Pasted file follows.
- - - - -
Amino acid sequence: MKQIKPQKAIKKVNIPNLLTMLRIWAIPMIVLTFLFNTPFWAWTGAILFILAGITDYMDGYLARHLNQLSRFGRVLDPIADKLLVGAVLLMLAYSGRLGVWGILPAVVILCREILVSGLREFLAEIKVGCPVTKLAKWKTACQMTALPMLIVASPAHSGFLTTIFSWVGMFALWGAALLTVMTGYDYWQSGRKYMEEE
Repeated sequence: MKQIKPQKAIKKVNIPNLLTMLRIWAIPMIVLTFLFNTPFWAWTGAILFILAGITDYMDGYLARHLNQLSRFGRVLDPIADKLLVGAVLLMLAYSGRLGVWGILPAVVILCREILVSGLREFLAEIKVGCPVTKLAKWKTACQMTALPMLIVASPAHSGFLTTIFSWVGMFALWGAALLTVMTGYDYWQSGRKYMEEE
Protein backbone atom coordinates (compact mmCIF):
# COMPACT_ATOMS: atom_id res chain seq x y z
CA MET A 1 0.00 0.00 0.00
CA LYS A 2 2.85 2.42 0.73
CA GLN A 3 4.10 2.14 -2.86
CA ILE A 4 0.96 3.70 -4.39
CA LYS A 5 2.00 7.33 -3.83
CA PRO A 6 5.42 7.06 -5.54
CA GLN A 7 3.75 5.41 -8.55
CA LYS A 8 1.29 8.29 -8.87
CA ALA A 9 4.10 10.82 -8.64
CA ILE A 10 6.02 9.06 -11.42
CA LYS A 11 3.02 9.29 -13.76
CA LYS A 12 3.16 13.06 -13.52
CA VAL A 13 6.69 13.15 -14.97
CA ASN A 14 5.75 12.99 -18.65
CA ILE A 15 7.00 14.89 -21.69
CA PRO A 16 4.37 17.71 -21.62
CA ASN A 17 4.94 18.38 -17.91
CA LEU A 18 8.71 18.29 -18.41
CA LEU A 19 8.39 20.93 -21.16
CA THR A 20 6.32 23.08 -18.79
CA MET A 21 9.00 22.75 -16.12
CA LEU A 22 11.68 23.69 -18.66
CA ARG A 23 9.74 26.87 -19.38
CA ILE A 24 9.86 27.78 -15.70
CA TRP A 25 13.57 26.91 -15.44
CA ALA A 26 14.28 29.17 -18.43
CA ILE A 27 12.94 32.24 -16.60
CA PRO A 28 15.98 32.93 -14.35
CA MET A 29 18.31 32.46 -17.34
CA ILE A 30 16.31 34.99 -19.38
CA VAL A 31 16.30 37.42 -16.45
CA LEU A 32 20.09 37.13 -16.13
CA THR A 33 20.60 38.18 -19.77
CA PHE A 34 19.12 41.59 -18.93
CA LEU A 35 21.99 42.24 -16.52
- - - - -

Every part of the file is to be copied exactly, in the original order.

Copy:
Amino acid sequence: MKQIKPQKAIKKVNIPNLLTMLRIWAIPMIVLTFLFNTPFWAWTGAILFILAGITDYMDGYLARHLNQLSRFGRVLDPIADKLLVGAVLLMLAYSGRLGVWGILPAVVILCREILVSGLREFLAEIKVGCPVTKLAKWKTACQMTALPMLIVASPAHSGFLTTIFSWVGMFALWGAALLTVMTGYDYWQSGRKYMEEE
Repeated sequence: MKQIKPQKAIKKVNIPNLLTMLRIWAIPMIVLTFLFNTPFWAWTGAILFILAGITDYMDGYLARHLNQLSRFGRVLDPIADKLLVGAVLLMLAYSGRLGVWGILPAVVILCREILVSGLREFLAEIKVGCPVTKLAKWKTACQMTALPMLIVASPAHSGFLTTIFSWVGMFALWGAALLTVMTGYDYWQSGRKYMEEE
Protein backbone atom coordinates (compact mmCIF):
# COMPACT_ATOMS: atom_id res chain seq x y z
CA MET A 1 0.00 0.00 0.00
CA LYS A 2 2.85 2.42 0.73
CA GLN A 3 4.10 2.14 -2.86
CA ILE A 4 0.96 3.70 -4.39
CA LYS A 5 2.00 7.33 -3.83
CA PRO A 6 5.42 7.06 -5.54
CA GLN A 7 3.75 5.41 -8.55
CA LYS A 8 1.29 8.29 -8.87
CA ALA A 9 4.10 10.82 -8.64
CA ILE A 10 6.02 9.06 -11.42
CA LYS A 11 3.02 9.29 -13.76
CA LYS A 12 3.16 13.06 -13.52
CA VAL A 13 6.69 13.15 -14.97
CA ASN A 14 5.75 12.99 -18.65
CA ILE A 15 7.00 14.89 -21.69
CA PRO A 16 4.37 17.71 -21.62
CA ASN A 17 4.94 18.38 -17.91
CA LEU A 18 8.71 18.29 -18.41
CA LEU A 19 8.39 20.93 -21.16
CA THR A 20 6.32 23.08 -18.79
CA MET A 21 9.00 22.75 -16.12
CA LEU A 22 11.68 23.69 -18.66
CA ARG A 23 9.74 26.87 -19.38
CA ILE A 24 9.86 27.78 -15.70
CA TRP A 25 13.57 26.91 -15.44
CA ALA A 26 14.28 29.17 -18.43
CA ILE A 27 12.94 32.24 -16.60
CA PRO A 28 15.98 32.93 -14.35
CA MET A 29 18.31 32.46 -17.34
CA ILE A 30 16.31 34.99 -19.38
CA VAL A 31 16.30 37.42 -16.45
CA LEU A 32 20.09 37.13 -16.13
CA THR A 33 20.60 38.18 -19.77
CA PHE A 34 19.12 41.59 -18.93
CA LEU A 35 21.99 42.24 -16.52